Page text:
## Effect on current, if a higher voltage is applied

I'm confused over this because generally i'm told that if the voltage increases then so does current and this satisfies the equation:V=IR because I=V/R increasing the top of the fraction should mean that the current increases but this contradicts the equation:P=IV be=P/cause this time I=P/V and if you increase the voltage then the current should go down as is the rule with the bottom of the fraction.These two equations just don't make sense with each other-one equation says that increasing the voltage increases the current and the other says that increasing the voltage decreases the current.

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 Quote by Dalek1099 I'm confused over this because generally i'm told that if the voltage increases then so does current and this satisfies the equation:V=IR because I=V/R increasing the top of the fraction should mean that the current increases but this contradicts the equation:P=IV be=P/cause this time I=P/V and if you increase the voltage then the current should go down as is the rule with the bottom of the fraction.These two equations just don't make sense with each other-one equation says that increasing the voltage increases the current and the other says that increasing the voltage decreases the current.
Given a constant power, then increasing the voltage requires a drop in the current to maintain that constant power. It just depends on what you are trying to hold constant.

If you increase the voltage across a resistor, then both the current and power increase. V=IR and P=VI.

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 Quote by Dalek1099 I'm confused over this because generally i'm told that if the voltage increases then so does current and this satisfies the equation:V=IR because I=V/R increasing the top of the fraction should mean that the current increases but this contradicts the equation: P=IV because this time I=P/V and if you increase the voltage then the current should go down as is the rule with the bottom of the fraction.These two equations just don't make sense with each other-one equation says that increasing the voltage increases the current and the other says that increasing the voltage decreases the current.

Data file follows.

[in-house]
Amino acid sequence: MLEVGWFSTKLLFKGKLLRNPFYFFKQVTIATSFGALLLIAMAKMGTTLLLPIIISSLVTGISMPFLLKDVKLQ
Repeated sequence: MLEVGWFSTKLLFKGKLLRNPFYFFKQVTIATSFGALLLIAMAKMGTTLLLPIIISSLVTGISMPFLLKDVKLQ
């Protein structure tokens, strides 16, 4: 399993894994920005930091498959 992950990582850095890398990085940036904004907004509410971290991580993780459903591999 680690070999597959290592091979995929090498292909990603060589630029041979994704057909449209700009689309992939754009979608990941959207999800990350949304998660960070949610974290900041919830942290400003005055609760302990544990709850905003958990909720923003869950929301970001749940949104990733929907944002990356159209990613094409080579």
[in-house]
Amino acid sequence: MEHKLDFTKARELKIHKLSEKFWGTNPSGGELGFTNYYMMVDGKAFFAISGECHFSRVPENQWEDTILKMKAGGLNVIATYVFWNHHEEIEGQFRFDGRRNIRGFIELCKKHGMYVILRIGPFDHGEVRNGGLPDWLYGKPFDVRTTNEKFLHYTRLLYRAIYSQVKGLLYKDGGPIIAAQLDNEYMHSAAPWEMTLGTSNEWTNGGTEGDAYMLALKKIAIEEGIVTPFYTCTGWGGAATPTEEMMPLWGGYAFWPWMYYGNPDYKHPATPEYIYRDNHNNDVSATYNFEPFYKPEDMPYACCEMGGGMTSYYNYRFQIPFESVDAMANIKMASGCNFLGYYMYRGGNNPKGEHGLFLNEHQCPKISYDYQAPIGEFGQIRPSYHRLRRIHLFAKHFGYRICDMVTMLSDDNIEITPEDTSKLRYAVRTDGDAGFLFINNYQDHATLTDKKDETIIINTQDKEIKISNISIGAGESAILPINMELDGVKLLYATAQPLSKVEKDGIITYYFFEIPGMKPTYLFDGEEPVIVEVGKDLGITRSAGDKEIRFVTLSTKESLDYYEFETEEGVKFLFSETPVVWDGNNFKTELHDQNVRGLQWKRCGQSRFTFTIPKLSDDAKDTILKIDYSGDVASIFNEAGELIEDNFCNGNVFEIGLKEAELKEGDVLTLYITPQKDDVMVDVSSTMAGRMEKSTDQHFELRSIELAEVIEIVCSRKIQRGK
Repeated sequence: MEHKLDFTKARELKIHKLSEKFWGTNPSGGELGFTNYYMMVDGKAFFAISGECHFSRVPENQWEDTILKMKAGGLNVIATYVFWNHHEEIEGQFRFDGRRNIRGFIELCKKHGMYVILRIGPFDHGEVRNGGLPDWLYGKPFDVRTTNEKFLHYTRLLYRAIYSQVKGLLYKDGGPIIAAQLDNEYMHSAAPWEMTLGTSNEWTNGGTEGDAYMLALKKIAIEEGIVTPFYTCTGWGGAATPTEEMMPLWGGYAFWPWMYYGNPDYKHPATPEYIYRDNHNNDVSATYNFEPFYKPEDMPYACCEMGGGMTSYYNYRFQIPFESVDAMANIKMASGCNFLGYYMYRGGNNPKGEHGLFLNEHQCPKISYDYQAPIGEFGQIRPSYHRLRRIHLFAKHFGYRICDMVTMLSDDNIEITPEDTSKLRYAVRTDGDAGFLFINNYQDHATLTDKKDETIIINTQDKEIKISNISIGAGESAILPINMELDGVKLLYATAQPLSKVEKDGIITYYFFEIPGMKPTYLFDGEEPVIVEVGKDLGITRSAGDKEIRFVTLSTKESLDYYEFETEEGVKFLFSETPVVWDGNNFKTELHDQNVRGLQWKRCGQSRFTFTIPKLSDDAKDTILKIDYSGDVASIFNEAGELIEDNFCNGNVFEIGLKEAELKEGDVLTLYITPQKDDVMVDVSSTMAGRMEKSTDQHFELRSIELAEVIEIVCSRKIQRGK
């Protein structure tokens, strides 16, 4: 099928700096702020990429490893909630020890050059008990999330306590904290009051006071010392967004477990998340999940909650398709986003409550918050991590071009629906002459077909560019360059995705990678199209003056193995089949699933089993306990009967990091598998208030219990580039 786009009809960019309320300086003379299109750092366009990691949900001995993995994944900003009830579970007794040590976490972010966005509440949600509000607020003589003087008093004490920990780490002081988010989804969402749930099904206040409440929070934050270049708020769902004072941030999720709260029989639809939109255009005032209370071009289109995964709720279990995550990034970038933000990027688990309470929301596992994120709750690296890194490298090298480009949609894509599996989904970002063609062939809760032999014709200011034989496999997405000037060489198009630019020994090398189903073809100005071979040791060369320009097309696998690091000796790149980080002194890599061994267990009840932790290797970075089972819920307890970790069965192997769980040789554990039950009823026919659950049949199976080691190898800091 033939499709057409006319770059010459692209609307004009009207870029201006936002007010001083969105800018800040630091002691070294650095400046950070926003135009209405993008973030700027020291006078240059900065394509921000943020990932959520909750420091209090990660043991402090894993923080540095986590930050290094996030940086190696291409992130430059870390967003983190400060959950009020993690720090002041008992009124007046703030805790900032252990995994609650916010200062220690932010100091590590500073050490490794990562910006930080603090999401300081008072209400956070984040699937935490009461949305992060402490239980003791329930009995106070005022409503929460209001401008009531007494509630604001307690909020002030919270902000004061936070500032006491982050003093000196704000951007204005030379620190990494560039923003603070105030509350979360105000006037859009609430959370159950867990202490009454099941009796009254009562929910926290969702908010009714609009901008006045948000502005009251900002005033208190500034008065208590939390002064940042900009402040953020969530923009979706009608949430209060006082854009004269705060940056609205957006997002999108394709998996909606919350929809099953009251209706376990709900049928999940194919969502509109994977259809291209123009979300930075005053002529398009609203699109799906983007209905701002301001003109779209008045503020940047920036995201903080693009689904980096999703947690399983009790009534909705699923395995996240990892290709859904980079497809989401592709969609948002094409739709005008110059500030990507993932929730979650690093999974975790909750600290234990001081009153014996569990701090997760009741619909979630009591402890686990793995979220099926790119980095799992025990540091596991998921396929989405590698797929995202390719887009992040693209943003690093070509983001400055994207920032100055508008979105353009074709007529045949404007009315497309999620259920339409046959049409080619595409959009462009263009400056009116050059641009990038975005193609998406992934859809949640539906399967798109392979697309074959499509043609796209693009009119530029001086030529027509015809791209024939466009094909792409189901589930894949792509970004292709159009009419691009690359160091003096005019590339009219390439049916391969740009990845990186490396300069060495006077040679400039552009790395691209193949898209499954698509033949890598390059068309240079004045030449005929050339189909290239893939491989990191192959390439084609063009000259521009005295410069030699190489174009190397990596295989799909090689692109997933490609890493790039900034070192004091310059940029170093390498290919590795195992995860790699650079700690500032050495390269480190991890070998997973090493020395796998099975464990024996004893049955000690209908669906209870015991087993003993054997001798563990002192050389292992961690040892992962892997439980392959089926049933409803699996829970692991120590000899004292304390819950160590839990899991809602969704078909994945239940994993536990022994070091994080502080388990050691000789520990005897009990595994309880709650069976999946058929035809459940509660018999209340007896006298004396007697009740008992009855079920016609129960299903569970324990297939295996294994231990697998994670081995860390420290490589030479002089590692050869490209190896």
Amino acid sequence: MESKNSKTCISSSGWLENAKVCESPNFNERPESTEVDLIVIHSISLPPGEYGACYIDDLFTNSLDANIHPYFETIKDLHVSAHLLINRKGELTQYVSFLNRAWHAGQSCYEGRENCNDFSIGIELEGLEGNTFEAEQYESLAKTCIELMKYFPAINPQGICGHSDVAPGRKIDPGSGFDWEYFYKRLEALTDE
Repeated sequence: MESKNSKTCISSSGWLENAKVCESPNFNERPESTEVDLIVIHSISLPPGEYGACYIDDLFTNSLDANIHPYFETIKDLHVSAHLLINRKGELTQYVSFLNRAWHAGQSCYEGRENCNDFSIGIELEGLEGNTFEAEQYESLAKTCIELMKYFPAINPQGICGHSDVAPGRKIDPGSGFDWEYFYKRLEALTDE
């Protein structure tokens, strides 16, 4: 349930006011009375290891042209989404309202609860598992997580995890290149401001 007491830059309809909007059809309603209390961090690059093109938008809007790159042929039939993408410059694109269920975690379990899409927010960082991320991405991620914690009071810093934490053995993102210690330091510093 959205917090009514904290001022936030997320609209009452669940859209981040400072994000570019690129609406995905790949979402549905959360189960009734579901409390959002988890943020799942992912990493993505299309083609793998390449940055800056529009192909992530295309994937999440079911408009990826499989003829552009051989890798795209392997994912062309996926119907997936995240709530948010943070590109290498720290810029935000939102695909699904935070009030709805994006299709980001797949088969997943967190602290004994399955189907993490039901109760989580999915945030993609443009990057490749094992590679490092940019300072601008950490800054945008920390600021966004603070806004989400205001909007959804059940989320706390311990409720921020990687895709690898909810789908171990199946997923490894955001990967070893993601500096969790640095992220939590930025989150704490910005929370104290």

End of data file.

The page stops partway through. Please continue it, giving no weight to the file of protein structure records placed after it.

If you increase V, then I and P both increase. You can't hold P fixed when I and V are changing and R is being held constant.

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## Effect on current, if a higher voltage is applied

As one concrete example, consider a high-efficiency DC-DC converter. The output voltage is fixed, and the output current through a resistor would be fairly constant. So the power drawn from the input terminals in this situation is pretty much a constant power Pin.

Now, as you raise the input voltage Vin, the input current Iin drops. It's a very common characteristic for DC-DC converters,

 Quote by berkeman Given a constant power, then increasing the voltage requires a drop in the current to maintain that constant power. It just depends on what you are trying to hold constant. If you increase the voltage across a resistor, then both the current and power increase. V=IR and P=VI.
I think I get it now because you can't change one thing and keep 2 other things constant.

 this time I=P/V and if you increase the voltage then the current should go down as is the rule with the bottom of the fraction.
What you have said is only true if P is constant. All three terms (P, I and V) are normally variables.

In most but not all circuits if you increase V then both I and P will also increase.

For a resistive circuit:

I = V/R
and
P = V2/R

By inspection it's clear that if you change V then P increases faster than I.

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